Lewis said "How far the story matters to anyone but myself depends on the degree to which others have experienced what I call 'joy'." By "joy" he was referring to his concept of "sehnsucht" a German word that came closest to the sense of yearning or longing that Lewis felt as early on as six years old. Sehnsucht is an experience difficult to define... it is a longing for an object which is never fully given, coupled with a sense of alienation or displacement from what is desired. Perhaps another way of describing it could be a ceaseless yearning which always points beyond itself. It is this elusive nature of sehnsucht that Lewis had in mind when he (in typical brevity) coined the phrase "our best havings are wantings." At any rate, sehnsucht or "joy" was such a crucial element in the development of Lewis that we find it here in the title of his life story, and the "surprise" for him was in the gradual realization that joy (as such) was not foreign, contrary to, unaddressed by or otherwise OPPOSED to theism.
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1 of 1 people found the following review helpful
3.0 out of 5 stars Excellent book for the Lewis admirer Nov. 11 2001
The Lewis admirer will greatly appreciate this book and its depiction of the early life of this Christian genius. He describes his slow transformation from stanch athiest to devout Christian in the complicated simplicity that only Lewis can achieve. However, be weary of this book if you have never previously read Lewis. The development of the story is rather slow and lethargic and the non-Lewis fan may find it difficult to get through the early chapters. Yet, for the Lewis admirer the lax early chapters are well worth the culminating transformation in the late portion.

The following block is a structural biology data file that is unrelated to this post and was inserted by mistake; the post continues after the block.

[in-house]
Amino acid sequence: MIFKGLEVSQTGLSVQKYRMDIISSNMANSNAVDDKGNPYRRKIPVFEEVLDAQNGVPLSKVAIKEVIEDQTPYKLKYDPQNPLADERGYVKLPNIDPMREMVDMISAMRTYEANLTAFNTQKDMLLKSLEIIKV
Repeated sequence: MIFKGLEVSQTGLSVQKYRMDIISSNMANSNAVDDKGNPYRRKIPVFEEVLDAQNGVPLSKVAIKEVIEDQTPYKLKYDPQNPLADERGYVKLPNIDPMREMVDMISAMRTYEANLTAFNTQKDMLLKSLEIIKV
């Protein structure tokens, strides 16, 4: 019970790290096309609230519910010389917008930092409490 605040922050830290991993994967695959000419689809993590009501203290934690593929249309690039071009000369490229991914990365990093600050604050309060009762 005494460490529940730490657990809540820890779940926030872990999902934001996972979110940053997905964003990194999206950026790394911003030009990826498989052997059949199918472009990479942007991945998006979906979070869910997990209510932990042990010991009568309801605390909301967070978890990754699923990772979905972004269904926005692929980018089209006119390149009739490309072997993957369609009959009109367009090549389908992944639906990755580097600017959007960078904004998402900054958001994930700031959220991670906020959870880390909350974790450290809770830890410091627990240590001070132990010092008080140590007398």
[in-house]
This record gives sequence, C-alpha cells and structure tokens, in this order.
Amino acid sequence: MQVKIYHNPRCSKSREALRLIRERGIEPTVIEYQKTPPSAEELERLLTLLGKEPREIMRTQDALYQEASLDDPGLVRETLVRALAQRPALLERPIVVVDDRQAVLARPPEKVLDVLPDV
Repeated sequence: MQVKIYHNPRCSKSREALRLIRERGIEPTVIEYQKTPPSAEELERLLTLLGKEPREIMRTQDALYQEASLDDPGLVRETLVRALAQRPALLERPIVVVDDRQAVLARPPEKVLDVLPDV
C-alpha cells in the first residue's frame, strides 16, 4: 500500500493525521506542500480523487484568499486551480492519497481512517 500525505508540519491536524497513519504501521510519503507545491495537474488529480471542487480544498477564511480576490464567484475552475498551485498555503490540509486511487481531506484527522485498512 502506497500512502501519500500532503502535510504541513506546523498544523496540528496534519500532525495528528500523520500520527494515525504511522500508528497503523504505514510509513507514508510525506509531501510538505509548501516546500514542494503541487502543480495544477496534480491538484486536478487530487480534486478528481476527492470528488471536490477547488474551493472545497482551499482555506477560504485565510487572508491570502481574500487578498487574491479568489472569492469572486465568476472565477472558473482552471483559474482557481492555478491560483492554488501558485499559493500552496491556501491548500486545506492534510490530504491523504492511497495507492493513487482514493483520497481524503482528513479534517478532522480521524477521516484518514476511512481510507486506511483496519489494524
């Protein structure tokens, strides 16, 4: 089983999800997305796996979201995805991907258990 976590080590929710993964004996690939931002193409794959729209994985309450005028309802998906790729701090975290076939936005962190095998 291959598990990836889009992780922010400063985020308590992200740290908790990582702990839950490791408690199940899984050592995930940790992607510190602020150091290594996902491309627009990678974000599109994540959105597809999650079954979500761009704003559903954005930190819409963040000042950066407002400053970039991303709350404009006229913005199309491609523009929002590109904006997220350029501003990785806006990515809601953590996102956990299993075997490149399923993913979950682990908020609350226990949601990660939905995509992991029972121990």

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Most recent customer reviews
4.0 out of 5 stars Interesting info about C S Lewis
If you wanna know the person, character and life behind the man C S Lewis, this is the book that will do the job. Read more
Published 12 months ago by Georges Assaf
2.0 out of 5 stars Disappointing
A disappointment, though not without interest. Lewis's purpose is to tell the story of his conversion from atheism to Christianity. Read more
Published on April 6 2004 by Alan Nicoll (real name)
5.0 out of 5 stars a must read